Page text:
None of the projects I work on follow an Agile process. Imagine that.
That’s not to say it’s all waterfall but the team I work in, in particular, has too many separate projects on the go to be able to make the most of Scrum or Kanban, sprints and burn-down charts. Our open-plan office would quickly be wall-papered with those charts, if we had one per project!
All this is to say that I have largely ignored discussions about “how do we combine traditional UXD practices, especially up-front user research, with the Agile process?” and more recently, the development of lean UX. There are people whom I respect (people like Adrian Howard, Jeff Gothelf and Johanna Kollman) who know a whole lot about these things… but I’ve rather let it pass me by.
Then I was at UX Lisbon in May, 2012, where Jeff Gothelf spoke about lean UX and building a shared understanding, and I really sat up in my seat. “Hang on,”, I said to myself, “given Jeff’s 5-part definition of lean UX, it looks as though I’m doing that already!”
Do what works: people not process*
I’m involved in a lot less user research or usability testing these days than I used to be, so I focus on other areas and rely on other sources of user info (server logs and helpdesk requests, particularly – gotta love those numbers!).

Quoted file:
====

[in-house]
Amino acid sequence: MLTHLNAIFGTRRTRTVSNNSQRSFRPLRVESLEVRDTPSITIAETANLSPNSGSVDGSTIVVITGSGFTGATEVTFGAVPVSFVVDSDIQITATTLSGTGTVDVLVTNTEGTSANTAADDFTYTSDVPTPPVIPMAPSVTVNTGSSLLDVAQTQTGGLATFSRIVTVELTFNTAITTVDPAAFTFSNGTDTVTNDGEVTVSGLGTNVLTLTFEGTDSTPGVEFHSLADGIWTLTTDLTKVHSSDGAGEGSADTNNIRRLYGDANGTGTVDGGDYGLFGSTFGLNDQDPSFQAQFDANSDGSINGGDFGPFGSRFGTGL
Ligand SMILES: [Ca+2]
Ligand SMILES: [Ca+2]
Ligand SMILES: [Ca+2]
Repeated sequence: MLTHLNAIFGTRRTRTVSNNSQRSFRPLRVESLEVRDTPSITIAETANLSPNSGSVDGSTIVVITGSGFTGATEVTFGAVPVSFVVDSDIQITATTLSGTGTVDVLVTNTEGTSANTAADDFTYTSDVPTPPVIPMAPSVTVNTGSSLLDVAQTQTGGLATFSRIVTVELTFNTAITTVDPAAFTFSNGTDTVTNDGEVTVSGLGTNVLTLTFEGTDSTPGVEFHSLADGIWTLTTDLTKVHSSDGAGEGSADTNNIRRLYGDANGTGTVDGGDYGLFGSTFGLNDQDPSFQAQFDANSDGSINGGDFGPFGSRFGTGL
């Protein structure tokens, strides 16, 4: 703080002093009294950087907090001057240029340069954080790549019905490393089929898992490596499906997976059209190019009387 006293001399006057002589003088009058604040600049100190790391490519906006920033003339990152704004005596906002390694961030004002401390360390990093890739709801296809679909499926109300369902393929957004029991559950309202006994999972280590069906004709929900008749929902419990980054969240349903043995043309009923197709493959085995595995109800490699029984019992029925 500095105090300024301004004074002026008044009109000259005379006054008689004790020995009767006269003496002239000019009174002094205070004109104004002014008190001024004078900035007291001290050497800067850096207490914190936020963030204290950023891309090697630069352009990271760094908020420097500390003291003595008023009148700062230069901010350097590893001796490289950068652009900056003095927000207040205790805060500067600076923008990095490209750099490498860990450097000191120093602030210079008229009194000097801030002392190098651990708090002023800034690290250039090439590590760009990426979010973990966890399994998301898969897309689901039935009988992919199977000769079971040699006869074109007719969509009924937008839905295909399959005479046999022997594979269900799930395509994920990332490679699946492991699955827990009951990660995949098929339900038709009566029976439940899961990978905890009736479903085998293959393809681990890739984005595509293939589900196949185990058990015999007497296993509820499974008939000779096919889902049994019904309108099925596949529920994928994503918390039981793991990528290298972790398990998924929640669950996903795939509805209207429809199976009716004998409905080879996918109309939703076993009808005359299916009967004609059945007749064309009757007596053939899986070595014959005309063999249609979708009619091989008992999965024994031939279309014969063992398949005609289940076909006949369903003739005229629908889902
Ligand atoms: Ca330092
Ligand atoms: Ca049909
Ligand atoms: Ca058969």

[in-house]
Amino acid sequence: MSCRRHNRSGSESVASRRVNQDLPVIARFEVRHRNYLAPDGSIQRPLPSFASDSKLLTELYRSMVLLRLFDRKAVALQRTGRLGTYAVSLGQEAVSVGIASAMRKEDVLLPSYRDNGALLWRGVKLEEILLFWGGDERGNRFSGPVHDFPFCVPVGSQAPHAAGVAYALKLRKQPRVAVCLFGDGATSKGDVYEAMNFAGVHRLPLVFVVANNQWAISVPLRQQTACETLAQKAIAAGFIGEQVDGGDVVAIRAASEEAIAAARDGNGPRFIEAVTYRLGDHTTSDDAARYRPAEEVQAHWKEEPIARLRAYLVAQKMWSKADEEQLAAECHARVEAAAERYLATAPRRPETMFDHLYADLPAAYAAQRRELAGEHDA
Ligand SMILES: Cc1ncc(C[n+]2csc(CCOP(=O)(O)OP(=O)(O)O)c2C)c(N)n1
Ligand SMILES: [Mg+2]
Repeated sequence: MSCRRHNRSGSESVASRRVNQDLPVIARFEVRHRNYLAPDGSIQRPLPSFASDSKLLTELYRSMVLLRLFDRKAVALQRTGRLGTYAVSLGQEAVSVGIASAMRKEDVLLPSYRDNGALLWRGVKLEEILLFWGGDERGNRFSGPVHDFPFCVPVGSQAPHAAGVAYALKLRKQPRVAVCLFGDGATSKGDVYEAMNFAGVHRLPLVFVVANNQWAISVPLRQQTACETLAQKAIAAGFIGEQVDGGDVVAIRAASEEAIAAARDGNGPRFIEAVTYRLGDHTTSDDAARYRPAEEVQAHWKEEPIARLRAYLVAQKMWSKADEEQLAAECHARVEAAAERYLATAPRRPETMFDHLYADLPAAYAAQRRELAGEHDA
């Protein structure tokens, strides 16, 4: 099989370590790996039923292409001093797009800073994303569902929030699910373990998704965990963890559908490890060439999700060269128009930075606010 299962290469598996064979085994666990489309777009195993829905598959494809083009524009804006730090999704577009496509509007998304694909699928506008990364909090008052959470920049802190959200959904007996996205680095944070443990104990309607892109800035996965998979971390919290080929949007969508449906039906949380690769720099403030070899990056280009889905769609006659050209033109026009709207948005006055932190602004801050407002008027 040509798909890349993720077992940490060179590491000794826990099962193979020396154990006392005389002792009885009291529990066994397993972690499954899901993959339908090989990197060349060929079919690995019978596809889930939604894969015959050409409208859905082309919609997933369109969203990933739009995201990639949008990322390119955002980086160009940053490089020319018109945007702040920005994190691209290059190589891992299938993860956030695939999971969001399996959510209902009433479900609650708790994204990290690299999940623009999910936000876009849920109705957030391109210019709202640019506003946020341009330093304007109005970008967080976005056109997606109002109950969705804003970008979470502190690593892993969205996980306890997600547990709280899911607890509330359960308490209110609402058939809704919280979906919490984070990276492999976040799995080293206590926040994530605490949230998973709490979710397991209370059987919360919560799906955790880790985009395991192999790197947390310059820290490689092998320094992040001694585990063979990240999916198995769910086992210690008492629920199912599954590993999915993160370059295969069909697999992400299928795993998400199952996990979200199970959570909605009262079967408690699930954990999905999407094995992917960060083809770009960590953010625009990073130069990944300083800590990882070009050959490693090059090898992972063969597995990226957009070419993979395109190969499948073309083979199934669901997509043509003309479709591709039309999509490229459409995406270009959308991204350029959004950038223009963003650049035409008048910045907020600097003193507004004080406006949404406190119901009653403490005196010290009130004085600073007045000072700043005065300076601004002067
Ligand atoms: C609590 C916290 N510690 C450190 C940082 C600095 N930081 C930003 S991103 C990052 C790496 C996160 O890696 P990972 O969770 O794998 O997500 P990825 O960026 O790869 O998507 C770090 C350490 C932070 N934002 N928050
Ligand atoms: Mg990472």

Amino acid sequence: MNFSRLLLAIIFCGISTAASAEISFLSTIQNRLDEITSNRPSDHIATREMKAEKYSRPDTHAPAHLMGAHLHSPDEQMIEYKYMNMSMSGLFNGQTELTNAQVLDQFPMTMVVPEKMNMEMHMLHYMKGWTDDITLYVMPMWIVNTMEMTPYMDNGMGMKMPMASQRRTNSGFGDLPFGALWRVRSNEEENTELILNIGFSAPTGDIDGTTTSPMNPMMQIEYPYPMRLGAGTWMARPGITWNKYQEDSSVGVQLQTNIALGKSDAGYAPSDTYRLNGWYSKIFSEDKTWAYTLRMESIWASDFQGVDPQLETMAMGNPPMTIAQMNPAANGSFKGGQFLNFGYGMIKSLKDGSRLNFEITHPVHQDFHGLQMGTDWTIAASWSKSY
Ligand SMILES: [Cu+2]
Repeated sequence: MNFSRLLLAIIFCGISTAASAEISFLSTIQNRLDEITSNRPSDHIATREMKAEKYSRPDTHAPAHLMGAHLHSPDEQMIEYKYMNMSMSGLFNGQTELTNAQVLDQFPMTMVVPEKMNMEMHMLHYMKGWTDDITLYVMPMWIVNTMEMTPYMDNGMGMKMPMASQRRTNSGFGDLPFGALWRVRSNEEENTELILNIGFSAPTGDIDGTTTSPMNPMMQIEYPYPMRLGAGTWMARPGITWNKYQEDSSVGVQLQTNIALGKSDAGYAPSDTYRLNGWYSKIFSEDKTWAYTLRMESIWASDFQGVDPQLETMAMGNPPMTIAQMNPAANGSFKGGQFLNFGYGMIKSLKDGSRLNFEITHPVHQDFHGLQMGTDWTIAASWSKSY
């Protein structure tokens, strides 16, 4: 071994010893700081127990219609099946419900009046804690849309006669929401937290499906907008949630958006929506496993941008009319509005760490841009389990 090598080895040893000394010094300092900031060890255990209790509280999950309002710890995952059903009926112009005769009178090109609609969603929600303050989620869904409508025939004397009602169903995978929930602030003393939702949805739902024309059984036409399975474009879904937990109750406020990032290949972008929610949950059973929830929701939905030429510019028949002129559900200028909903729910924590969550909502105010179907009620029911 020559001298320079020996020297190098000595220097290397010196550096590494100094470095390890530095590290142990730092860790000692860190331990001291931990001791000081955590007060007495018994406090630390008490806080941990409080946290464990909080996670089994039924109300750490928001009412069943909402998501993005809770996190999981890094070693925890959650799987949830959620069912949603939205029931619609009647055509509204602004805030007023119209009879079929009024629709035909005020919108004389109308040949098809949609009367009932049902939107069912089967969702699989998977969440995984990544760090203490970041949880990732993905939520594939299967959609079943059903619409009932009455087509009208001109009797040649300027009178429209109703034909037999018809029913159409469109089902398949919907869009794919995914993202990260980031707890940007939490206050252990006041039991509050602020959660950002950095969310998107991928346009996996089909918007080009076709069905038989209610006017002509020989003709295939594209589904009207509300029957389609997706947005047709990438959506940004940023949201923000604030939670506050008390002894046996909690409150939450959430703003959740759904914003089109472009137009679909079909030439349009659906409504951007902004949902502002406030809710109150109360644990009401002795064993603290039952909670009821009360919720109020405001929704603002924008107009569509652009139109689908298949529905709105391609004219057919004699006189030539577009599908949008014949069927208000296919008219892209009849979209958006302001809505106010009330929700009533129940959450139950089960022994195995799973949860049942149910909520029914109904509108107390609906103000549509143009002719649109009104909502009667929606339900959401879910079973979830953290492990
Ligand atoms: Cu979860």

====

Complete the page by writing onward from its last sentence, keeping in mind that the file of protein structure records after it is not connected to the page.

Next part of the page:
Given a) my penchant for starting with paper and pen, and sketching interactions and layouts and b) my background in web design, I find that these days, on some projects, I tend to go from sketches and conversation, to HTML+CSS prototypes, and then work with developers to plug that into real data.
That means I can synchronise my work with developers, validate ideas with domain experts (scientists, in my case), and keep the discussion and co-design going. I’ve been thinking about this three-part relationship quite a lot (I gave a proto-talk about it in Cambridge a while ago), and I think the aspect of shared learning is really key. From my perspective, it gives me a way to learn more about a domain, more about what is technically possible (or not), and to help develop the design literacy of my team-mates (and that has to be good, right?).
But I digress… In Jeff’s talk, he described Lean UX like this:
Inspired by Lean Startup and Agile development theories, it’s the practice of bringing the true nature of design work to light faster, in a collaborative, cross-functional way with less emphasis on deliverables and greater focus on the actual experience being designed
Sounds pretty good to me. I still don’t think I have anything to do with Agile per se but it really looks as though I am practicing lean UX in some projects. In those cases, where my colleagues and I have a shared understanding and appreciation of each others’ work, it functions really well. In the meantime, work continues on the EBI digital style guide.
* thanks to Ian Fenn for making me think more about “people not process*
How about some sketchnotes?
Sure. Here are my sketchnotes from Jeff’s talk at UX Lx 2012: